Muddy Waters

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Waters, Muddy,

1915–83, African-American blues singer and guitarist, b. Rolling Fork, Miss., as McKinley Morganfield. As a teenager he began singing and playing traditional country blues on harmonica and guitar, and in 1941 he was recorded by Alan LomaxLomax, John Avery
, 1867–1948, American folklorist, b. Goodman, Miss. Lomax's first book, Cowboy Songs (1910), contained for the first time in print such songs as "The Old Chisholm Trail," "Git Along Home Little Dogies," and "Home on the Range.
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 for the Library of Congress. Two years later he settled in Chicago, where he switched from Delta blues to a more sophisticated urban rhythm and blues, using an electric guitar backed by other amplified instruments. He soon became known for his driving slide guitar technique and darkly expressive vocal style. From the 1950s on Waters recorded, toured, and played various music festivals. His electric blues influenced such American musicians as Elvis PresleyPresley, Elvis
(Elvis Aaron Presley), 1935–77, American popular singer, b. Tupelo, Miss. Exposed to gospel music from childhood, Presley began playing guitar before his adolescence.
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 and Bob DylanDylan, Bob
, 1941–, American singer and composer, b. Duluth, Minn., as Robert Zimmerman. Dylan learned guitar at the age of 10 and autoharp and harmonica at 15. After a rebellious youth, he moved to New York City in 1960 and in the early years of the decade began playing
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 and such British rockers as the Rolling StonesRolling Stones,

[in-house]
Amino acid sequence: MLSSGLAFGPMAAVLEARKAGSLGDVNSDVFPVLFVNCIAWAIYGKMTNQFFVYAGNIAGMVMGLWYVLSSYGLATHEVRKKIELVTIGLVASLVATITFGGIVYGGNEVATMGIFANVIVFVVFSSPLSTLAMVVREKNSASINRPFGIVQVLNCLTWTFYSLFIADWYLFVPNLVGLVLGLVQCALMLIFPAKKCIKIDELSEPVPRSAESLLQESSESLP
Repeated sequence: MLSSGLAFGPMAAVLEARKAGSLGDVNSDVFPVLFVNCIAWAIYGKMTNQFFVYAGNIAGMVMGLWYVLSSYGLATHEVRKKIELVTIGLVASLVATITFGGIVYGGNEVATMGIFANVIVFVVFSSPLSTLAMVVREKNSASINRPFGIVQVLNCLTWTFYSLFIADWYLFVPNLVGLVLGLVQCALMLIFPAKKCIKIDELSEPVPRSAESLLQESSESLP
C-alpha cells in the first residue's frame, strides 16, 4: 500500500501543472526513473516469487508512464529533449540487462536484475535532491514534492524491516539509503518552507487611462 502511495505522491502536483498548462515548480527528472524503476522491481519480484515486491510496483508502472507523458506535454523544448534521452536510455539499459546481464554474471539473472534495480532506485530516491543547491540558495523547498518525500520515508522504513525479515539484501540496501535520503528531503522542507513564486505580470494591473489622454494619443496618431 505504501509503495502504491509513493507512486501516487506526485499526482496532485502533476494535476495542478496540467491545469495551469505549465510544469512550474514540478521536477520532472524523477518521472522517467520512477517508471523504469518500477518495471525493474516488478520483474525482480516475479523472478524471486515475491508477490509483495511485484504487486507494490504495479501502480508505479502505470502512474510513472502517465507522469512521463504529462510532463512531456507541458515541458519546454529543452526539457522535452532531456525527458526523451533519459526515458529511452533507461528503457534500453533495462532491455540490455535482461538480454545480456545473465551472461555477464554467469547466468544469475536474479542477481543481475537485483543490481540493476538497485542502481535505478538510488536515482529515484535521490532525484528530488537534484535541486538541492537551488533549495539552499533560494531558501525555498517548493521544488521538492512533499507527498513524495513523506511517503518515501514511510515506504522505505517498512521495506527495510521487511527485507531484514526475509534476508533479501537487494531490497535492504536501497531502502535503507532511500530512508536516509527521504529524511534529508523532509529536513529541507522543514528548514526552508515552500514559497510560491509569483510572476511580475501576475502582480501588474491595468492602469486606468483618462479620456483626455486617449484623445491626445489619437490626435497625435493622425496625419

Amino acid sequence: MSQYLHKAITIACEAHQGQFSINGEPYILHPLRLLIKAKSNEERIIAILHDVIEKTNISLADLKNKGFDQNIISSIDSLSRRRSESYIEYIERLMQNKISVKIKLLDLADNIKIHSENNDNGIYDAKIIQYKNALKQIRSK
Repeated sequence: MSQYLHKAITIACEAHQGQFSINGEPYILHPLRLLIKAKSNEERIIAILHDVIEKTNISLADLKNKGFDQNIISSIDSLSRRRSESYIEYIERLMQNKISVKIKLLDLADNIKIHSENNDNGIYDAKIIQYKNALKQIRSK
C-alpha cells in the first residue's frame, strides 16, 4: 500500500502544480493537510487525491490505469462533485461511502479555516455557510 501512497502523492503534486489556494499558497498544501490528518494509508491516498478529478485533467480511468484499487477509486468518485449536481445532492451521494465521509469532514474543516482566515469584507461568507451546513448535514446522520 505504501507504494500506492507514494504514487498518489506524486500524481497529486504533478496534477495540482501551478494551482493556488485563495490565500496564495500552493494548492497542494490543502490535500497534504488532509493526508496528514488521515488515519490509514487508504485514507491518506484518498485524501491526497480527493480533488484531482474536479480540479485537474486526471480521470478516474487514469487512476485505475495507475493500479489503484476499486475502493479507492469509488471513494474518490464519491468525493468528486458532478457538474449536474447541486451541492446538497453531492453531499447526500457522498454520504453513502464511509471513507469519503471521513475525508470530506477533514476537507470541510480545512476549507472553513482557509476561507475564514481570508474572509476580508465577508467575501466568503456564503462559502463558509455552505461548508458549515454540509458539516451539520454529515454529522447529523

English rock music group that rose to prominence in the mid-1960s and continues to exert great influence. Members have included singer Mick Jagger (Michael Phillip Jagger), 1943–; guitarists Brian Jones
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, who took their name from a Waters song, and Eric ClaptonClapton, Eric Patrick,
1945–, British guitarist, singer, and songwriter, b. Ripley, Surrey, England. A seminal figure in rock music, he is noted especially for his virtuoso guitar playing, whose style is based on American blues as played by "T-Bone" Walker, B. B.
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, who recorded with him.


See J. Rooney, Bossmen: Bill Monroe and Muddy Waters (1991); S. B. Tooze, Muddy Waters (1997); R. Gordon, Can't Be Satisfied (2002).

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Waters, Muddy (b. McKinley Morganfield)

(1915–83) musician; born in Rolling Fork, Miss. One of the last of the great country blues singers and a primary innovator of modern Chicago blues, he was raised on the Stovall Plantation in Clarksdale, Miss., where he began playing harmonica and guitar while working as a sharecropper. In 1941 and 1942, he was recorded by Alan Lomax, the folklorist of the Library of Congress, and, emboldened by this experience, he moved to Chicago in 1943 seeking a career in music. Over the next several years, he gradually developed an ensemble blues style while performing in neighborhood bars in Chicago's South Side ghetto. In 1946 he recorded an unissued session for Columbia, and for the next three years he recorded in a country blues style for Aristocrat Records. In 1950 he gained his first national success with "Rolling Stone," the inaugural release of Chess Records, the rhythm-and-blues label with which his name was virtually synonymous for the next 25 years. In 1952 he made his first recordings with his six-piece combo, which pioneered the electronically-amplified Chicago blues style. Featuring Little Walter, Jimmy Rogers, and Otis Spann, this group released several rhythm-and-blues hits, including "Hoochie Coochie Man" and "Got My Mojo Working," and toured extensively on the black nightclub circuit throughout the 1950s. He made the first of several annual tours of England in 1958, during which he exerted a profound influence on the early British rock scene. He appeared at the Newport Jazz Festival in 1960, and was a central figure in the folk-blues revival of the mid-1960s. By the late 1960s, his songs were widely covered in rock; several headlining bands, including the Rolling Stones and Eric Clapton, featured him on their tours. He was a perennial Grammy winner throughout the 1970s, and his appearance in The Band's farewell concert, filmed as The Last Waltz, was widely hailed. He was inducted into the Rock 'n' Roll Hall of Fame in 1987.
The Cambridge Dictionary of American Biography, by John S. Bowman. Copyright © Cambridge University Press 1995. Reproduced with permission.